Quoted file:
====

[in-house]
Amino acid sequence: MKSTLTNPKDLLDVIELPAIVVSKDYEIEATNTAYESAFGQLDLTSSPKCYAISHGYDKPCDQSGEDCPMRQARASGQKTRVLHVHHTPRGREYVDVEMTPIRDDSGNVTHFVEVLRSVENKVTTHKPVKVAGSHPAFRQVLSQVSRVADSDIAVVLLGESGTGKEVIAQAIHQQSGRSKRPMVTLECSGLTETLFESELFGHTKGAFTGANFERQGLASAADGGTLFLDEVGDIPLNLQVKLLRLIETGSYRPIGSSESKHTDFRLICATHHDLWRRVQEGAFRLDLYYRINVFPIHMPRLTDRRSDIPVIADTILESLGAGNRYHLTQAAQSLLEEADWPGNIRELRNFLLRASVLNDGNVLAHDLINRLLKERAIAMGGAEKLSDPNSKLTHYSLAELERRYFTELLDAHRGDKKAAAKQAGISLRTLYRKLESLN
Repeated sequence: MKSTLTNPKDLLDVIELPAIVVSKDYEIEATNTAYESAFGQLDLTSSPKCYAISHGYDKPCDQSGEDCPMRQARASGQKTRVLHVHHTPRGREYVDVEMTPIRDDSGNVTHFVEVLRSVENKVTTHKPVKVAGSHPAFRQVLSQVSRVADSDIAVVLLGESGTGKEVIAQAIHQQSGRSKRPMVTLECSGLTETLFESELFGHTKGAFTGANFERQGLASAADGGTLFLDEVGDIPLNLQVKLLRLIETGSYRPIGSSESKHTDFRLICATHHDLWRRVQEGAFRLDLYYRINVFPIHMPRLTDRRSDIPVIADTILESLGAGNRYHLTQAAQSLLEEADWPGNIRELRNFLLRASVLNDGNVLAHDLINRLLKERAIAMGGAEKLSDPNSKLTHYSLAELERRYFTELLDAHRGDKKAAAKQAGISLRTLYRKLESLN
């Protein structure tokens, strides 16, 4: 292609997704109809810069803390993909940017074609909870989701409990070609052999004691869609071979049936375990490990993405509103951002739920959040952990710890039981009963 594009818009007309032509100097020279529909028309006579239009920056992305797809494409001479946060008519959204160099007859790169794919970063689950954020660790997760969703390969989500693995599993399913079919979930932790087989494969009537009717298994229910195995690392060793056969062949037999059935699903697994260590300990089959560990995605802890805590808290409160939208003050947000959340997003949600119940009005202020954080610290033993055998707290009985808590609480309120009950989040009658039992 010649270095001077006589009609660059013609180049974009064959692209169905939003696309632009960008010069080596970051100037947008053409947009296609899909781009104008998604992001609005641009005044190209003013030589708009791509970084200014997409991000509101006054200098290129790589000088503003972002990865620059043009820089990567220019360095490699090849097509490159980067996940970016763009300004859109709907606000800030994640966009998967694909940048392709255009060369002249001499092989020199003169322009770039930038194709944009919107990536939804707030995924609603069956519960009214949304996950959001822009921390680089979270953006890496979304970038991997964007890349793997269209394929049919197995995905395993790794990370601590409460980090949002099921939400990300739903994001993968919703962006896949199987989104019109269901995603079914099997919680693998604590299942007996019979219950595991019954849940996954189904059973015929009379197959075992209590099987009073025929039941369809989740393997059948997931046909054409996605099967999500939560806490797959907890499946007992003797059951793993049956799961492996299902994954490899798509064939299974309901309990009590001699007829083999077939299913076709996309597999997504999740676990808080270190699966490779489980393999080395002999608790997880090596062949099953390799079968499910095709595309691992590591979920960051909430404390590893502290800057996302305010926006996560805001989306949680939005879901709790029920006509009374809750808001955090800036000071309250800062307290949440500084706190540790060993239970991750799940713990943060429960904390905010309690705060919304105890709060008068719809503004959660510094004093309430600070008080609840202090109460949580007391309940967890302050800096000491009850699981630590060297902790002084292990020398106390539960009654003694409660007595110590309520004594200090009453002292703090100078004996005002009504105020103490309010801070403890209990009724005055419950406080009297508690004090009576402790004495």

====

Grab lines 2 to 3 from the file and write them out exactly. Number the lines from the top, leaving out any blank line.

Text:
Amino acid sequence: MKSTLTNPKDLLDVIELPAIVVSKDYEIEATNTAYESAFGQLDLTSSPKCYAISHGYDKPCDQSGEDCPMRQARASGQKTRVLHVHHTPRGREYVDVEMTPIRDDSGNVTHFVEVLRSVENKVTTHKPVKVAGSHPAFRQVLSQVSRVADSDIAVVLLGESGTGKEVIAQAIHQQSGRSKRPMVTLECSGLTETLFESELFGHTKGAFTGANFERQGLASAADGGTLFLDEVGDIPLNLQVKLLRLIETGSYRPIGSSESKHTDFRLICATHHDLWRRVQEGAFRLDLYYRINVFPIHMPRLTDRRSDIPVIADTILESLGAGNRYHLTQAAQSLLEEADWPGNIRELRNFLLRASVLNDGNVLAHDLINRLLKERAIAMGGAEKLSDPNSKLTHYSLAELERRYFTELLDAHRGDKKAAAKQAGISLRTLYRKLESLN
Repeated sequence: MKSTLTNPKDLLDVIELPAIVVSKDYEIEATNTAYESAFGQLDLTSSPKCYAISHGYDKPCDQSGEDCPMRQARASGQKTRVLHVHHTPRGREYVDVEMTPIRDDSGNVTHFVEVLRSVENKVTTHKPVKVAGSHPAFRQVLSQVSRVADSDIAVVLLGESGTGKEVIAQAIHQQSGRSKRPMVTLECSGLTETLFESELFGHTKGAFTGANFERQGLASAADGGTLFLDEVGDIPLNLQVKLLRLIETGSYRPIGSSESKHTDFRLICATHHDLWRRVQEGAFRLDLYYRINVFPIHMPRLTDRRSDIPVIADTILESLGAGNRYHLTQAAQSLLEEADWPGNIRELRNFLLRASVLNDGNVLAHDLINRLLKERAIAMGGAEKLSDPNSKLTHYSLAELERRYFTELLDAHRGDKKAAAKQAGISLRTLYRKLESLN